Tuesday, March 10, 2015

National Ports Initiative

EPA Subcommittee Seeks to Identify and Control Sources of Port Pollution 
Across the United States more than 150 deep channel sea ports serve our nation. These economic engines of commerce support hundreds of thousands of jobs and act as the conduit for the import and export of essential (and some not so essential) goods.
Across the West Coast, the major container ports are slowly beginning to dig out from the backlog created during the ILWU and PMA negotiations. Unfortunately, it will be months before the terminals will be back to “normal” operations. But, for anyone in the port trucking community, “normal” leaves much to be desired.
The labor slowdown merely highlighted issues that dray men and women have endured for years; congestion, equipment shortages, extended turn times all of which limit productivity and essentially cost everyone. With the ports in the national spotlight as of late, it would only seem fitting that the EPA would want to highlight the work it is doing via subcommittee to tackle emissions at ports across the country. The overall effort is referred to as the National Port Initiative which will seek to define emission and sources at ports across the country.

Primarily the group is relying on the Mobile Source Technical Review Subcommittee Port Work Group to come up with strategies for regulatory development and enforcement, community engagement and identification of barriers to technology deployment and how to remove those barriers.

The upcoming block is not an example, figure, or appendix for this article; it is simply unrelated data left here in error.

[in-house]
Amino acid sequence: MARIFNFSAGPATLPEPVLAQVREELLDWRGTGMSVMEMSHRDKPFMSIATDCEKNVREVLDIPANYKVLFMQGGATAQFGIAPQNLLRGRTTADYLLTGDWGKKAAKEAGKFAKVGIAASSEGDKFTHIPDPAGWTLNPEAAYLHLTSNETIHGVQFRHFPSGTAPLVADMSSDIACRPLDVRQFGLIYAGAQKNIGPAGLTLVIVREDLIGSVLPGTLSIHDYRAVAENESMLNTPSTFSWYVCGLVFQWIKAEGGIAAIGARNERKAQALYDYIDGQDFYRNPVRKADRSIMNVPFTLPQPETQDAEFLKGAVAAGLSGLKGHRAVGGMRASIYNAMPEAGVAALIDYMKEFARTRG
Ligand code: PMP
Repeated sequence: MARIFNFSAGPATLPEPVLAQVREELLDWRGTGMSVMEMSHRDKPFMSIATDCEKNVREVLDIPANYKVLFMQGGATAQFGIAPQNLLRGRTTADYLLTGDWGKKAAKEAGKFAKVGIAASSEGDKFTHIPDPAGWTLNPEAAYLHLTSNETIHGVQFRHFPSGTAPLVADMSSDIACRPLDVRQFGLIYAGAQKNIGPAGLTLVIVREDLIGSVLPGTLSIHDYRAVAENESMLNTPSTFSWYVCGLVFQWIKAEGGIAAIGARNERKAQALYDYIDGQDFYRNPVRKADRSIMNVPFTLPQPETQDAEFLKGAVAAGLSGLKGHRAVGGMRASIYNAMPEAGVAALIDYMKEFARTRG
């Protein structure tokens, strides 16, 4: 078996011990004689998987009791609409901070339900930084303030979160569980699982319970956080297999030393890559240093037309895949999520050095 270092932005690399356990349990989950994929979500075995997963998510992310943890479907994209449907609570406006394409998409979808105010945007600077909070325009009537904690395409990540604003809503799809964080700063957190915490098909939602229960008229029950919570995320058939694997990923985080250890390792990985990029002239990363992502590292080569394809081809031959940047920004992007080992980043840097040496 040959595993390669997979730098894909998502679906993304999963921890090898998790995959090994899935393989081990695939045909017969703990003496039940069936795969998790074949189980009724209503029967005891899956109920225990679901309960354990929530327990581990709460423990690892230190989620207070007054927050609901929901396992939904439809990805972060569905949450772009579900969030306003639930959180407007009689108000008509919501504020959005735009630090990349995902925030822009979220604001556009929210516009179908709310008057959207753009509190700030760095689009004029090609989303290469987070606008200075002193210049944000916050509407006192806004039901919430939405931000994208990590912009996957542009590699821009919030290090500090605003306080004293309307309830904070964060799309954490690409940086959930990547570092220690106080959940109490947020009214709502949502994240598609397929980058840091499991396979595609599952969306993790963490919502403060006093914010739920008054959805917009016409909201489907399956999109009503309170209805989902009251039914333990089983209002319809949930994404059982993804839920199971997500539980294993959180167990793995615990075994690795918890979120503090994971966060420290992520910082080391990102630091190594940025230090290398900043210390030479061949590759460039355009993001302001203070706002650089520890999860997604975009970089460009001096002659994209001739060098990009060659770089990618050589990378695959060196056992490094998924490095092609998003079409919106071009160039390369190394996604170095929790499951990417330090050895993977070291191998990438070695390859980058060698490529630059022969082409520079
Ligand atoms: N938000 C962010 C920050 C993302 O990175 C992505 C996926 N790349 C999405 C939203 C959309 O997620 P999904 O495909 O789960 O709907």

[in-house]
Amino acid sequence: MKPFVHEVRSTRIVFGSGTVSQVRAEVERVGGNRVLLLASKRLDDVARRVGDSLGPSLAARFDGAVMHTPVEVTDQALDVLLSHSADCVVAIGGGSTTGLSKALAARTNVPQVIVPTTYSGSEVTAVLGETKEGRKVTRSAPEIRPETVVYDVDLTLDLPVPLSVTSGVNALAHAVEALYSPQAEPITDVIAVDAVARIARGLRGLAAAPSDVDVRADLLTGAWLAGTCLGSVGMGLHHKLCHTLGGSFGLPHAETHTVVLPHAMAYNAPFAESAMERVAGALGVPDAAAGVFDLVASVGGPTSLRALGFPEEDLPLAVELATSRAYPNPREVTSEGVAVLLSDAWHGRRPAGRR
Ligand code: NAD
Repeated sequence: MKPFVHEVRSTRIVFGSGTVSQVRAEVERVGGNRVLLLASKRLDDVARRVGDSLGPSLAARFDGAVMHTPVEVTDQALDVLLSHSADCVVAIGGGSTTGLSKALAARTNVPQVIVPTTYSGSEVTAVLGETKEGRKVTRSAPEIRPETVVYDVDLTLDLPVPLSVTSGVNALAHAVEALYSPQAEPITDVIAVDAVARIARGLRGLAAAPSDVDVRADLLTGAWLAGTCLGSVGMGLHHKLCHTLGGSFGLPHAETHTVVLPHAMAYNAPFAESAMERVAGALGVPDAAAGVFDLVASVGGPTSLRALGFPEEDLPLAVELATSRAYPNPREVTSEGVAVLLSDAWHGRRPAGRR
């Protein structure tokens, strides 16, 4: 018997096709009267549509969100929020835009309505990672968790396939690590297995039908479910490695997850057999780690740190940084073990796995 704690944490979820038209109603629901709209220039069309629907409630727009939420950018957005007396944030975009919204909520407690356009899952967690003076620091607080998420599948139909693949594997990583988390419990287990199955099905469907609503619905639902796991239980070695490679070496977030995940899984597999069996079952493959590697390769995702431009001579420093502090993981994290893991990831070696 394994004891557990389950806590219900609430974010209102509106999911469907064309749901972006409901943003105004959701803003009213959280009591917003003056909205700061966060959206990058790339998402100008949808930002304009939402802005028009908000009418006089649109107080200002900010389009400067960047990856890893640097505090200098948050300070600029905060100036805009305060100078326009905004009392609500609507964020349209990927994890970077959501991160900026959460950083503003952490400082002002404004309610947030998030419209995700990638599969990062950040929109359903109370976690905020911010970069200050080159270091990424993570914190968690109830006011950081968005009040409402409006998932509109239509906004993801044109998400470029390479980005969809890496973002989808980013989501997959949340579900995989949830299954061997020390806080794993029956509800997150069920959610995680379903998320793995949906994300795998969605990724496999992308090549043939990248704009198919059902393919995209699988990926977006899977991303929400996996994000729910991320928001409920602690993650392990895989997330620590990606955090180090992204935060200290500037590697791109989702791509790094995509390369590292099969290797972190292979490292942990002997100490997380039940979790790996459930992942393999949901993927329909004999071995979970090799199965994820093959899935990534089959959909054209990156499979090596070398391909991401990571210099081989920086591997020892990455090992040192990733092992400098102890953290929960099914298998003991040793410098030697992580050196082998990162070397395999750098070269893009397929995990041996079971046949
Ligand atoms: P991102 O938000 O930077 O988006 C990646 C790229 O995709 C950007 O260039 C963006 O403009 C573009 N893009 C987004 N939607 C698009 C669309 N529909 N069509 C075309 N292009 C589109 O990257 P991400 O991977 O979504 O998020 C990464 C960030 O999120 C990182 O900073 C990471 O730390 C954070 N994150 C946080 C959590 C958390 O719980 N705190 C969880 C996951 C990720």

The subcommittee does mention voluntary actions for ports, but a voluntary program on the federal level can become a local mandate with the stroke of a pen. The first step is establishing emissions inventories or at least best practices; tactics will be recommended for reductions, and those ports with the most need for emissions reductions will need to embark on a program to reduce.

Granted, there are many different strategies that can be deployed for emissions reductions within port complexes. It will be expected however, that operational issues won’t be addressed and instead technology forcing or behavior modification will be the driving force for emissions reductions across the country.  

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